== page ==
What’s it about? Daigo had always wanted to play baseball like the rest of his family, but when he struggled to stand out in his first year of little league, he quit after just one season. Now, two years later, the arrival of his dad’s old teammate’s son may spark his love of the game again.
The sports anime deluge continues! But where MEGALOBOX and Gurazeni were geared towards an older audience (albeit in very different ways), Major 2nd is targeted towards a younger crowd, with all the marks of a classic shounen—for better and for worse.
Major 2nd is technically a sequel, but it’s a “next generation” story that’s far enough in the future you can watch it without knowing anything about the original (as I did). This one follows the Major protagonist’s son, Daigo, as he pursues his own field of dreams.
The premiere primarily takes place when Daigo is in the fourth grade and joining his first little league team. His father is a local legend and his older sister a skilled player, so everyone (including Daigo) expects him to be a prodigy. It turns out he’s pretty average—he has good control but a weak arm, and struggles to hit against the older kids. Feeling like he’ll never be a great player, Daigo gives up on baseball entirely.
Flash-forward two years, and he’s become a complete defeatist. He tried soccer and quit; he promised to get into a prestigious high school but doesn’t study. He’s utterly lacking in motivation or goals—which is, naturally, right when his Fated Rival arrives.
There are a lot of well-worn but worthwhile ideas at the heart of this episode, particularly about the pressure of living up to expectations and the frustration of realizing that just because you love something doesn’t mean you’re going to be the best at it. In some ways, Daigo is a unique main character, as he’s neither the talented prodigy nor the underdog workhorse, and has completely lost that Go-Get-Em spark that shines in the eyes of every shounen protagonist.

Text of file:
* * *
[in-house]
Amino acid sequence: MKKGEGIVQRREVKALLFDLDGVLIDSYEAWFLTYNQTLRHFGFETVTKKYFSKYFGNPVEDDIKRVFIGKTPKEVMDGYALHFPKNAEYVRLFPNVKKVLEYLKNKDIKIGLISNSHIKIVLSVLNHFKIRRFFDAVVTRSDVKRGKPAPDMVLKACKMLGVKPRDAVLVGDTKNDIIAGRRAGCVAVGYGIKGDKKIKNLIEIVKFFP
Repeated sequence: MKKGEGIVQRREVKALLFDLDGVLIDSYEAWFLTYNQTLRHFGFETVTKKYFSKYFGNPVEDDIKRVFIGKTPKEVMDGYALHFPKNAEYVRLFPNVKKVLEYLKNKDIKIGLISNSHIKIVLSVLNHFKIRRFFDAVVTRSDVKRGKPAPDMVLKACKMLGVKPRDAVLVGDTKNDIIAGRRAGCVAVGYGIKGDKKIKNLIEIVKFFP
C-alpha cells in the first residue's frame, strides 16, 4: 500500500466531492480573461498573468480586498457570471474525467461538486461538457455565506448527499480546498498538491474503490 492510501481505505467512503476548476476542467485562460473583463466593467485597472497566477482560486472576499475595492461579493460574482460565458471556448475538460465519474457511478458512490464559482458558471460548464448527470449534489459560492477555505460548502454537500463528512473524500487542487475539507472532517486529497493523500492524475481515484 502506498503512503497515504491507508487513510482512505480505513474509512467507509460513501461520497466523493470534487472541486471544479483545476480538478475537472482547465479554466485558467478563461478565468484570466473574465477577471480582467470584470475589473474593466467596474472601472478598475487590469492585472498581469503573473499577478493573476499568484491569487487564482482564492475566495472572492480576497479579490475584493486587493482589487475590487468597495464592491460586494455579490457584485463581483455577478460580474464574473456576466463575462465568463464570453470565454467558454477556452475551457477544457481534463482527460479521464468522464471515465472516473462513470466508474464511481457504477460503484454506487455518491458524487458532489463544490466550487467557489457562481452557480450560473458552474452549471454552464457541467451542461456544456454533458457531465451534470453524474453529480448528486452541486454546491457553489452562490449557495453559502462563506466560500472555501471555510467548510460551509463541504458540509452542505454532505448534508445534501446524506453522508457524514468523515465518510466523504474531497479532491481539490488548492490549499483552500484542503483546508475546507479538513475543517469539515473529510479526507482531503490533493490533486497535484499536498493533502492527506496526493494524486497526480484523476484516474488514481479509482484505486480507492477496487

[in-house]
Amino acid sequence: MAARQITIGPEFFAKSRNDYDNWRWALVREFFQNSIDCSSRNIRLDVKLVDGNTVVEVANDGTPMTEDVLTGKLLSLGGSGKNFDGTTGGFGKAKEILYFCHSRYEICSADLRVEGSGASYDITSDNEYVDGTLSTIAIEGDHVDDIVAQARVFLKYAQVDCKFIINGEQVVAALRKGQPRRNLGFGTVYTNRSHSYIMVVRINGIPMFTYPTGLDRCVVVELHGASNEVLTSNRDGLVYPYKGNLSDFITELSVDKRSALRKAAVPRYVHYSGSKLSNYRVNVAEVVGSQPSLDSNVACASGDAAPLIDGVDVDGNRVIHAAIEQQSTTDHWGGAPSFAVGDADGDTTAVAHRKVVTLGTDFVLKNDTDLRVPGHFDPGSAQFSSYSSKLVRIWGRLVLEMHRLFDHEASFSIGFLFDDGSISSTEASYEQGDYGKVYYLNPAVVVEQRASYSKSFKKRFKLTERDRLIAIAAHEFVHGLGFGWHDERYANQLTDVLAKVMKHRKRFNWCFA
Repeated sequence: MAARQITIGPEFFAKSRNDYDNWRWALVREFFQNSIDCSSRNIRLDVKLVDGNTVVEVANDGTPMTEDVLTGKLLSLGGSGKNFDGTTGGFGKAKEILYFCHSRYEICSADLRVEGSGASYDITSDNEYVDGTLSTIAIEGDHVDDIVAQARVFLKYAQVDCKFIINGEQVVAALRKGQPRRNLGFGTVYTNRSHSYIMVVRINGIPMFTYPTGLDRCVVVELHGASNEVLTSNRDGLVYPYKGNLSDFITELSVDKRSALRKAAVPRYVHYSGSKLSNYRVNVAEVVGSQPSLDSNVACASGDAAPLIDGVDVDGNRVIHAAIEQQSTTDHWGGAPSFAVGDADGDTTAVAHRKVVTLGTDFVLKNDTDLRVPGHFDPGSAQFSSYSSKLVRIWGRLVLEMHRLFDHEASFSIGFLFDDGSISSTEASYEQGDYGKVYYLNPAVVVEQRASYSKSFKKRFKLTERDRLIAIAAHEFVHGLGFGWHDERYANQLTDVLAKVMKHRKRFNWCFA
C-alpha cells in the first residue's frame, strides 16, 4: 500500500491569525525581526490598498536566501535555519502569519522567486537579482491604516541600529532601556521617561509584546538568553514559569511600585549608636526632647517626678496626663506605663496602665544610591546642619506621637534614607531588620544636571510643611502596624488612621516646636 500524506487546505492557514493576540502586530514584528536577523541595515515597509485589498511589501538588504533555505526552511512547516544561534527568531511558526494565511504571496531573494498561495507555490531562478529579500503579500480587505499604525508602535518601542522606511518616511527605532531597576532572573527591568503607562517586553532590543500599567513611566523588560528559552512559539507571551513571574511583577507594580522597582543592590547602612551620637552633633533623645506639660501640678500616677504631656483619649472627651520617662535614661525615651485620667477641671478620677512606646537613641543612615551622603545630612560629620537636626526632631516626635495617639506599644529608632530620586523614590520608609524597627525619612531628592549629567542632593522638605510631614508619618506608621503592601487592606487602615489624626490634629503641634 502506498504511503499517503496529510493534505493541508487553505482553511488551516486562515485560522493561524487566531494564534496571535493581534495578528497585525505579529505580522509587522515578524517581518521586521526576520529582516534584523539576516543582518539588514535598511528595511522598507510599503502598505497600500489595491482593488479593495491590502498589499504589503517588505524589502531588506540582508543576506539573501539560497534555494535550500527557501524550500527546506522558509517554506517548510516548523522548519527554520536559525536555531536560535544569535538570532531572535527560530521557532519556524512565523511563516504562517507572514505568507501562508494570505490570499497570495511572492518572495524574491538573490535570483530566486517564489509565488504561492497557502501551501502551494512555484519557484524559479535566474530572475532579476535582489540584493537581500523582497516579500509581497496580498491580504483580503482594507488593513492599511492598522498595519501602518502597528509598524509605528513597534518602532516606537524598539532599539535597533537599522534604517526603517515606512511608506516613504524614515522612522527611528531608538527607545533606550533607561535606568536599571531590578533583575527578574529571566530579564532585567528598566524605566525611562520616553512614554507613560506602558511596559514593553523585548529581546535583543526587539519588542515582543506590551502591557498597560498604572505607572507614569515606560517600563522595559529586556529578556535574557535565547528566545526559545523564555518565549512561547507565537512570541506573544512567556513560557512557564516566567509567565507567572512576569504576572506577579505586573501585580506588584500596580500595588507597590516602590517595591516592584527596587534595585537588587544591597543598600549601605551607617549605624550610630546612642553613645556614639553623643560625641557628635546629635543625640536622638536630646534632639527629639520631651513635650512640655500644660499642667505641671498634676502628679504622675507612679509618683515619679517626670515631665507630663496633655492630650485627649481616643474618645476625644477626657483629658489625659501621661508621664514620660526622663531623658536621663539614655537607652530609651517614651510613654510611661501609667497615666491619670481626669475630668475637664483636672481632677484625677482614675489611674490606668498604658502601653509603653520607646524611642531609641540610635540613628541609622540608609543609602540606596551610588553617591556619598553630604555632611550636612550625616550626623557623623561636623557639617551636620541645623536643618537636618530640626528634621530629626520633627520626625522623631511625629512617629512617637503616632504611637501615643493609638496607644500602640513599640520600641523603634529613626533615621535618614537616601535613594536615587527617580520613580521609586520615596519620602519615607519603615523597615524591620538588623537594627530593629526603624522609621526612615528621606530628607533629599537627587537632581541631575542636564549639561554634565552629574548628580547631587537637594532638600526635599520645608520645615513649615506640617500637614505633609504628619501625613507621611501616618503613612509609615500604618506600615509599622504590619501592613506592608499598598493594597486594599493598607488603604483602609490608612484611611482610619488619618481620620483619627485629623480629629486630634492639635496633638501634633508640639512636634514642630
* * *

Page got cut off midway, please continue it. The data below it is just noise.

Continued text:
He’s also not much fun to watch, especially after the time jump. In fourth grade, he comes across as a heartbroken kid with too much pressure on him, but two years later he just looks entitled and petulant. While I’d like to see the story dig into that sense of entitlement, the fact that his rival’s father is also a baseball superstar doesn’t bode well for that. Most likely, this is going to be a story about doing things for yourself rather than to live up to others’ expectations, as Daigo rekindles his personal love for baseball. And that’s fine, too, if not exactly ambitious.
Both my favorite and least-favorite thing about Major 2nd, though, are its female characters. Where most sports anime relegate their female characters to the roles of managers and fans, Daigo’s sister Izumi is a talented, driven baseball player who loves the sport just as much as he does; and based on the opening theme, it looks like there’s going to be a girl on Daigo’s team as well. Daigo is undeniably the protagonist and his most important relationships will likely be with his father and (male) rival, but the girls have their own goals and motivations too, and I appreciated that.
I’m… also kinda bummed about it, though? Because Izumi is so good—confident and hard-working and fed up with her brother’s pity-party—that halfway through the episode I realized how much I wanted this series to be about her instead. We have a lot of anime about boys idolizing their fathers, and recently more anime about girls idolizing their moms, but we very rarely see that formula flipped. Major 2nd is a Next Generation story, so how great would it have been if that generation had followed a girl, inspired by her famous father, as she worked to make the women’s national baseball team?
Once I had that idea in my head, Major 2nd was inherently disappointing for me, and there was nothing it could do to salvage that. This is unfair to the series, but it’s where I wound up.
This isn’t to say readers shouldn’t check it out if they like straightforward, shounen-style sports anime. You totally should, as it follows a familiar format with plenty of sincerity and just enough originality to make it feel “classic” instead of “cliche.” There’s absolutely nothing wrong with telling a boy’s story as long as you treat your female characters like people instead of props, and so far Major 2nd has done exactly that. It’s a fine premiere, really. But it’s hard for me to shake the knowledge that I’ve seen this same story a dozen times before, and harder still not to think about the much rarer tale it could have been.